%I #6 Jul 19 2015 10:14:58
%S 1,1,5,1,5,7,11,1,4,5,7,8,11,1,5,7,9,11,13,17,1,6,9,11,13,15,17,19,1,
%T 7,11,13,17,19,23,29,1,11,17,19,23,29,31,51,55
%N Exponents m(i) for exceptional groups with best guesses for E7 1/2 and E9 added (there is a problem with the dimension of E9 as no sum of odd numbers will equal the 484, I get 483): triangular sequence is: A1,G2,F4,E6,E7 E7 1/2,E8,E9.
%C Betti number row sums: Table[Apply[Plus, CoefficientList[Expand[Product[(1 + t^(2*a[i][[n]] + 1)), {n, 1, Length[a[i]]}]], t]], {i, 0, 7}] {2, 4, 16, 64, 128, 256, 256, 512} Group dimensions sums: b[n_] = 2*a[n] + 1 Table[Apply[Plus, b[n]], {n, 0, 7}] {3, 14, 52, 78, 133, 190, 248, 483}.
%C From these exponents it is possible to get PoincarĂ© polynomial estimates for the new E7 1/2 and E8 that best fit the pattern of the known exponents.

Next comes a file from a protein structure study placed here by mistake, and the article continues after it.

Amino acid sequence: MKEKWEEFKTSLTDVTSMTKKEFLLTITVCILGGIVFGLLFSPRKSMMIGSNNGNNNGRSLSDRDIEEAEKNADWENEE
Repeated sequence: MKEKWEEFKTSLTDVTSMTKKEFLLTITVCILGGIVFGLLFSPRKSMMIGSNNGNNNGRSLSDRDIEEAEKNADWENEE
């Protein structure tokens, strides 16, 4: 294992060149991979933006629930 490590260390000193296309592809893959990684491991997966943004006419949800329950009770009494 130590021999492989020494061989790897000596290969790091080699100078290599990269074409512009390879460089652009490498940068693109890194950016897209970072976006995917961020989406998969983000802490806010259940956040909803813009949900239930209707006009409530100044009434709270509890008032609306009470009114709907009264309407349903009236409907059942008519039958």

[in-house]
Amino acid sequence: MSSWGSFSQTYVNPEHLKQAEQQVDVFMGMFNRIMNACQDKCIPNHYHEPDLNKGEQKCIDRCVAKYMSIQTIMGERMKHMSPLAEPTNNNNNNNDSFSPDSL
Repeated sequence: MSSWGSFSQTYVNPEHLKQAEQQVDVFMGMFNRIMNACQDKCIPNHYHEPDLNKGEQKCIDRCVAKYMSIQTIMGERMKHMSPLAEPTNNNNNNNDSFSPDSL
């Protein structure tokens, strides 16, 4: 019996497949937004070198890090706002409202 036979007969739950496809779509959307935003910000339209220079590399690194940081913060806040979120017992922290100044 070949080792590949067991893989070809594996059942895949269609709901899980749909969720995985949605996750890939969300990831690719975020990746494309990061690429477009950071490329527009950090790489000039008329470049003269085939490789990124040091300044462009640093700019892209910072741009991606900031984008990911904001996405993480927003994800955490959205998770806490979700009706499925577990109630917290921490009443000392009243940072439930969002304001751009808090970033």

%D J. M. Landsberg, The sextonions and E_{7 1/2} (with L.Manivel) (Advances in Math 201(2006) p143  179) page 22; J. M. Landsberg, http://www.math.tamu.edu/~jml/LMsexpub.pdf: The sextonions and E_{7 1/2}
%D Armand Borel's Essays in History of Lie Groups and Algebraic Groups: gives G2 PoincarĂ© polynomial, History of Mathematics, V. 21; http://www.amazon.com/EssaysHistoryGroupsAlgebraicMathematics/dp/0821802887/ref=pd_rhf_p_3/10400296170633535
%F a(0) = {1}; a(1) = {1, 5}; a(2) = {1, 5, 7, 11}; a(3) = {1, 4, 5, 7, 8, 11}; a(4) = {1, 5, 7, 9, 11, 13, 17}; a(5) = {1, 6, 9, 11, 13, 15, 17, 19}; a(6) = {1, 7, 11, 13, 17, 19, 23, 29}; a(7) = {1, 11, 17, 19, 23, 29, 31, 51, 55};
%t a[0] = {1}; a[1] = {1, 5}; a[2] = {1, 5, 7, 11}; a[3] = {1, 4, 5, 7, 8, 11}; a[4] = {1, 5, 7, 9, 11, 13, 17}; a[5] = {1, 6, 9, 11, 13, 15, 17, 19}; a[6] = {1, 7, 11, 13, 17, 19, 23, 29}; a[7] = {1, 11, 17, 19, 23, 29, 31, 51, 55};
%Y Cf. A005556, A005763, A005776.
%K nonn,uned
%O 1,3
%A _Roger L. Bagula_, May 16 2007